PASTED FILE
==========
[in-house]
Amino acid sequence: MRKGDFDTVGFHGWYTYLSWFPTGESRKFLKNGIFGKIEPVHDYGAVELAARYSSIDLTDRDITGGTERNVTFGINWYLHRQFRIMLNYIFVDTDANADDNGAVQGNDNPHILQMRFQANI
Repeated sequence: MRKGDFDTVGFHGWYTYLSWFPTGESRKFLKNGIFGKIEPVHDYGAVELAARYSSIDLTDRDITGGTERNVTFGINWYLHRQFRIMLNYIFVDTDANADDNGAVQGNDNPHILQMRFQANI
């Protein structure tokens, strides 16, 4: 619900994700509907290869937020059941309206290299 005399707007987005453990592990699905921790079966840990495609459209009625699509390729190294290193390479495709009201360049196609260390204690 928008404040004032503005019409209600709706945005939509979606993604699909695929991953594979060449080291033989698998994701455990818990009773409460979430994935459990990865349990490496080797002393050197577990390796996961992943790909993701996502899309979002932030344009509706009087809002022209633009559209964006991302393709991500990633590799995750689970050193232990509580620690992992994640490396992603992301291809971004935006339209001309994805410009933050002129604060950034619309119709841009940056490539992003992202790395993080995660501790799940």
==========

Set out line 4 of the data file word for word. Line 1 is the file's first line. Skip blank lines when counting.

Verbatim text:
């Protein structure tokens, strides 16, 4: 619900994700509907290869937020059941309206290299 005399707007987005453990592990699905921790079966840990495609459209009625699509390729190294290193390479495709009201360049196609260390204690 928008404040004032503005019409209600709706945005939509979606993604699909695929991953594979060449080291033989698998994701455990818990009773409460979430994935459990990865349990490496080797002393050197577990390796996961992943790909993701996502899309979002932030344009509706009087809002022209633009559209964006991302393709991500990633590799995750689970050193232990509580620690992992994640490396992603992301291809971004935006339209001309994805410009933050002129604060950034619309119709841009940056490539992003992202790395993080995660501790799940």